TerraSAR-X, a German Earth observation satellite, is a joint venture being carried out under a public-private-partnership between the German Aerospace Center DLR and EADS Astrium GmbH; the exclusive commercial exploitation rights are held by the geo-information service provider Infoterra GmbH. TerraSAR-X was launched on June 15, 2007 and has been in operational service since January 2008. Following the launch of a second sister satellite, TanDEM-X in early 2010, the two satellites act as a pair.
With its active phased array X-band SAR antenna (wavelength 31 mm, frequency 9.6 GHz), TerraSAR-X acquires new high-quality radar images of the entire planet whilst circling Earth in a polar orbit at 514 km altitude. The orbit is selected such that the satellite flies in a sun-synchronous dusk-dawn orbit, which means that it moves along the day-night boundary of the Earth and always presents the same face to the sun, ensuring an optimum energy supply via the solar cells. TerraSAR-X is designed to carry out its task for five years, independent of weather conditions and illumination, and reliably provides radar images with a resolution of up to 1m.
Satellites with radar technology are still relatively new compared to optical camera systems. The resolution (detail sharpness) is in principle lower, but radar has other advantages: radar is independent of illumination and weather conditions, so that acquisitions can be made at any time of the day or night and independent of cloud coverage. This contributes significantly to the reliability of the system a property that is required by many applications and users.
Early radar satellite techniques were e.g. the Altimetrie (leveling over the sea), NASA's SEASAT (launched in 1978), regulation of waves/wind or soil data. Nowadays we can measure for instance the speed of other satellites to mm/sec exactly (GRACE), and the slow deformation of volcanos. The military has used radar since the late 1930s and RADAR satellites at least since since 1978.
TerraSAR X exhibits some technical-industrial novelties. One of these innovations is a kind of zoom shot, with the resolution and scanning field vice versa changeable in a 1:10 relationship, either a larger area to grasp or a small area with the highest possible resolution. Furthermore the antenna can be aligned by electronics within an angle range so that the point of view is adjustable. Earlier radar satellites could radiate the antenna only in one direction.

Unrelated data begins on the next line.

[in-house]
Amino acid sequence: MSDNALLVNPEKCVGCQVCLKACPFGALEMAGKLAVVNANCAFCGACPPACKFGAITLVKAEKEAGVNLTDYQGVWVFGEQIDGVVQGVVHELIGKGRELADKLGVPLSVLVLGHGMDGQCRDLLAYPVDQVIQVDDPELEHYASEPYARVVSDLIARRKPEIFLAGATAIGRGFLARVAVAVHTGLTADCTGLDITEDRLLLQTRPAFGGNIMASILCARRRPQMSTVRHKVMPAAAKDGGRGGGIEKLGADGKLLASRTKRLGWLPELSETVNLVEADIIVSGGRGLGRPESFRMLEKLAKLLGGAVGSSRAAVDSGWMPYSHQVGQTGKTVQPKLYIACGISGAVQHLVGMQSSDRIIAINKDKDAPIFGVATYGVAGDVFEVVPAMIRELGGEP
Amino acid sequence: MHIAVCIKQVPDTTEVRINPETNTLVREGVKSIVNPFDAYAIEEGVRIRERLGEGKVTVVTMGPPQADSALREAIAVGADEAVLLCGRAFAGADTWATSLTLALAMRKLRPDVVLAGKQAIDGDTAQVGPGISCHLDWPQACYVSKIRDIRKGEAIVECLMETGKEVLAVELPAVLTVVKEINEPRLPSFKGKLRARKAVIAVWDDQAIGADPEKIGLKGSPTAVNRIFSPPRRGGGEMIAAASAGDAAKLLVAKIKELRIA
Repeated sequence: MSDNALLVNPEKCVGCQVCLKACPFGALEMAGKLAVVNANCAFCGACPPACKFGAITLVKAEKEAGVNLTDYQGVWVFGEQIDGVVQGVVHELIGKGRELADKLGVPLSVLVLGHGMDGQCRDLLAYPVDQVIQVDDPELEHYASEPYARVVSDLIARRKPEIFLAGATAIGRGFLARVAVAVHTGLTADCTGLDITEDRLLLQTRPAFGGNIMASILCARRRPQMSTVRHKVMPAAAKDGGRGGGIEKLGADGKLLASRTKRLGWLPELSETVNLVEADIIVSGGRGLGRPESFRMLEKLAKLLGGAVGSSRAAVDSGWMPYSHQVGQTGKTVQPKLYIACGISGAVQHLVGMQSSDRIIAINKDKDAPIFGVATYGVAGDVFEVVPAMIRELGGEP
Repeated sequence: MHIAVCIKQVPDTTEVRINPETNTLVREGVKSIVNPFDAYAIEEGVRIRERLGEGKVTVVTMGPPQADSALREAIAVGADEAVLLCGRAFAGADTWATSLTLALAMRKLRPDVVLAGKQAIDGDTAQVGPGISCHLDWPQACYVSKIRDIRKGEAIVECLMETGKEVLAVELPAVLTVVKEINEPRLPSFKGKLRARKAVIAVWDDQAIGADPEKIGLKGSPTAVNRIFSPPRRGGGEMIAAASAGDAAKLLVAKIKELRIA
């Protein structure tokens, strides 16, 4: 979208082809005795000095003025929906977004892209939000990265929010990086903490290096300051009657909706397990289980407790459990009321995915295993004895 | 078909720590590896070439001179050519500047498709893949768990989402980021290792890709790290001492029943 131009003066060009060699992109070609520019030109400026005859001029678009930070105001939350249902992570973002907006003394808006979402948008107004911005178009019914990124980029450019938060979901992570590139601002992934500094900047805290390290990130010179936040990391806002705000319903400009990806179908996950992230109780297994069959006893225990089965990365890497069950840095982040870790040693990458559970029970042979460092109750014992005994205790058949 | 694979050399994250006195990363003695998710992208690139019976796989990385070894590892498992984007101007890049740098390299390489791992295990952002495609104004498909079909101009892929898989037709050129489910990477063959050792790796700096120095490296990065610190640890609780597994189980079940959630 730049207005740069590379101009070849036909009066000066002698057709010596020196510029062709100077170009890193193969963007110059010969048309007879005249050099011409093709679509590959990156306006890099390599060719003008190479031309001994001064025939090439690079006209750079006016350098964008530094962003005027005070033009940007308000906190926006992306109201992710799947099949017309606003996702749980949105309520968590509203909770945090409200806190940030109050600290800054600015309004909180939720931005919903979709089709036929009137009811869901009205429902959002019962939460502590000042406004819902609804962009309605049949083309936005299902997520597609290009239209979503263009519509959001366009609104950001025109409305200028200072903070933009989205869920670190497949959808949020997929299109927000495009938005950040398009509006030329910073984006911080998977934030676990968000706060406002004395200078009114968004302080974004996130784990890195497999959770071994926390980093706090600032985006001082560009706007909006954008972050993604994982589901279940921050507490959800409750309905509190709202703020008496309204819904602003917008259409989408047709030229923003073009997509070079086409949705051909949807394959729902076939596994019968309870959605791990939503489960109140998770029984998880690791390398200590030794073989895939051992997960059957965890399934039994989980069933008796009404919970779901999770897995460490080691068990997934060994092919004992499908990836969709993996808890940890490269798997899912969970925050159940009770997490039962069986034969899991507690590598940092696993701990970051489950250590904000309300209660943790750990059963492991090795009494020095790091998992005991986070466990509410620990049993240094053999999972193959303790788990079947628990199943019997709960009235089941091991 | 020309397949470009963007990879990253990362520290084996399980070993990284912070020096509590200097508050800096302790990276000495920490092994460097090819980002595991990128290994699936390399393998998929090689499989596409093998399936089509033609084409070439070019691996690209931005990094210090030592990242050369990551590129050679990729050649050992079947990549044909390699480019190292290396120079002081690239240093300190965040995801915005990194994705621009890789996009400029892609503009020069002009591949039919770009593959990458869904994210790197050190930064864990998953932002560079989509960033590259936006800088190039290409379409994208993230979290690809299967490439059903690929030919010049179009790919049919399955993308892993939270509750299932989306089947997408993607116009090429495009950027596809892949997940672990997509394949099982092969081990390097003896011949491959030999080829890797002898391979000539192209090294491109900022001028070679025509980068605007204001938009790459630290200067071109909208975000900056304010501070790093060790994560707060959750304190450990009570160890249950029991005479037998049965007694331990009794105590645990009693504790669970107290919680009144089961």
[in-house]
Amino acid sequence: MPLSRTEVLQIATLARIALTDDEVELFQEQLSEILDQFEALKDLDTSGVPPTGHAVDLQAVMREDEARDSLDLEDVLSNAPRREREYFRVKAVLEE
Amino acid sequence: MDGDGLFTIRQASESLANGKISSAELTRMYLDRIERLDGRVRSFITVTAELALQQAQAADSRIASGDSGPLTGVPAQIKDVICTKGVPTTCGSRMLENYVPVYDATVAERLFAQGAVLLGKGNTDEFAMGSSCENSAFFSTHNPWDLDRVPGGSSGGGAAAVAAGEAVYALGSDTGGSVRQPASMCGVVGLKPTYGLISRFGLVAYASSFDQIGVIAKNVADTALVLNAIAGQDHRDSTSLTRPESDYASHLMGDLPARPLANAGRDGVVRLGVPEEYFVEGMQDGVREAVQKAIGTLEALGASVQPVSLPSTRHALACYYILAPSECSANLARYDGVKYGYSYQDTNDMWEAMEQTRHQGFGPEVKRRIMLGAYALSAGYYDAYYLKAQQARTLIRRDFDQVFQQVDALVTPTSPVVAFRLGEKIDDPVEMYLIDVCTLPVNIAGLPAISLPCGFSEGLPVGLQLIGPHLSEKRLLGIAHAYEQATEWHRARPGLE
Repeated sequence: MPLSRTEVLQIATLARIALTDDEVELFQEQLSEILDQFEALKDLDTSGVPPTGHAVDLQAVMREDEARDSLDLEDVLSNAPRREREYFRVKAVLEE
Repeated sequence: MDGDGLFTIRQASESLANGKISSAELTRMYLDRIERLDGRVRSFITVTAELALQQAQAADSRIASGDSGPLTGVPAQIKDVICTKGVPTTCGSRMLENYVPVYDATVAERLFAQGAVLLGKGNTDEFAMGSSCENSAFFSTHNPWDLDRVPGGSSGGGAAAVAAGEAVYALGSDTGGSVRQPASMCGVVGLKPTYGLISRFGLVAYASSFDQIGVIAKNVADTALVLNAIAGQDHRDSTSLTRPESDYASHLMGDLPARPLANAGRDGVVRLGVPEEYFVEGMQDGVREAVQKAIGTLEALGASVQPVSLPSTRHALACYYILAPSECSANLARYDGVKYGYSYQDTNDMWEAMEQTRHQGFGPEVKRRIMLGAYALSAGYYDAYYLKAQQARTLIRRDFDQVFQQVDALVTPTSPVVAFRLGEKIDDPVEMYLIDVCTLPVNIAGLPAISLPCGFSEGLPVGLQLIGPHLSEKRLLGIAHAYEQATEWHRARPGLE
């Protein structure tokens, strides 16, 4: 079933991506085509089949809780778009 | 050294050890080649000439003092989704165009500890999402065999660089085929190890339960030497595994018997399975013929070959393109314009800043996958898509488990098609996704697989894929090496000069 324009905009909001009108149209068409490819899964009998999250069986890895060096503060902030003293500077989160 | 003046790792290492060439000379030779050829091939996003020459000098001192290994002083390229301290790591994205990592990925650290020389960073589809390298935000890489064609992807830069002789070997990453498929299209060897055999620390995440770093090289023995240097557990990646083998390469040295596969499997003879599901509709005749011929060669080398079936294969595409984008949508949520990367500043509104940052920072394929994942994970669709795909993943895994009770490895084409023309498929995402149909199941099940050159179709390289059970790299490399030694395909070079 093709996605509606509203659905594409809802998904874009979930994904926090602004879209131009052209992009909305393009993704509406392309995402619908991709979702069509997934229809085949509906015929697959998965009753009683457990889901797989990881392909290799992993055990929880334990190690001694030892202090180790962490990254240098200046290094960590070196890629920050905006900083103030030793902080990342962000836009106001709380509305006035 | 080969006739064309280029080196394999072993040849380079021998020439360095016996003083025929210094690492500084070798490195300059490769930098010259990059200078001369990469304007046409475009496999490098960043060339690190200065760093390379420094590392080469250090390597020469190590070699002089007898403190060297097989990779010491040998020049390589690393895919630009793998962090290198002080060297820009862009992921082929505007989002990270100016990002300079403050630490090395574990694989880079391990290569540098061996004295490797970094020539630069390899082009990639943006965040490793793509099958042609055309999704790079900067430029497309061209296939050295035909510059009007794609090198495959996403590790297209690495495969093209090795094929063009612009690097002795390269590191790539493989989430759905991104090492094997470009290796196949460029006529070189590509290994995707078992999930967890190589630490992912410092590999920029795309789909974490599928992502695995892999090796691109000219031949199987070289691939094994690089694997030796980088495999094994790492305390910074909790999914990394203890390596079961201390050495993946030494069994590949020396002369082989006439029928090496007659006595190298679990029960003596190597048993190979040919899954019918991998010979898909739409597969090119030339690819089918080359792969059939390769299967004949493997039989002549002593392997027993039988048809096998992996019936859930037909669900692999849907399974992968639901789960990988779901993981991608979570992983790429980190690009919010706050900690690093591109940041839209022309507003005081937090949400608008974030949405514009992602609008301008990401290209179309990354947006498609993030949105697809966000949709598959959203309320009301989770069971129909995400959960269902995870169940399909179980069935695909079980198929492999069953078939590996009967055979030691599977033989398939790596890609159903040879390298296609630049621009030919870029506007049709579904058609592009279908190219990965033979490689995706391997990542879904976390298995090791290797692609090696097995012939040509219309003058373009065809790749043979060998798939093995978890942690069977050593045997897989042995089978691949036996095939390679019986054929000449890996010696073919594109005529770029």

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Volgograd Arena (45,000 spectators): An emotional World Cup venue. On the bank of the Volga, the new stadium was built against the backdrop of the war memorial "Mother's Homeland Calls". During construction, bones were found by soldiers of the Second World War.
Group matches: Tunisia - England (June 18); Nigeria - Iceland (22 June); Saudi Arabia - Egypt (25 June); Japan - Poland (June 28)
Mordovia Arena (45,000 spectators): On the outskirts of Saransk, the new building was launched in 2010, the 1000th anniversary of the unification of the Mordovian and Russian population. After the World Cup there will be a dismantling for tennis and volleyball fields.
Group matches: Peru - Denmark (16 June); Colombia - Japan (19 June); Iran - Portugal (25 June); Panama - Tunisia (June 28)
Samara Arena (45,000 spectators): The ambitious construction project in the forest just outside the city lagged behind the schedule for a long time.
Group matches: Costa Rica - Serbia (17 June); Denmark - Australia (21 June); Uruguay - Russia (25 June); Senegal - Colombia (June 28)
A knockout round, a quarter-finals | Source: REUTERS
Rostov on the Don-Arena (45,000 spectators): Right on the banks of the Don is the new arena. The roof of the new building should symbolize the course of the river. FK Rostov, who beat the Bavarians in the Champions League, is playing here after the World Cup.
Group matches: Brazil - Switzerland (17 June); Uruguay - Saudi Arabia (June 20); South Korea - Mexico (23 June); Iceland - Croatia (June 26th)
A knockout round | Source: REUTERS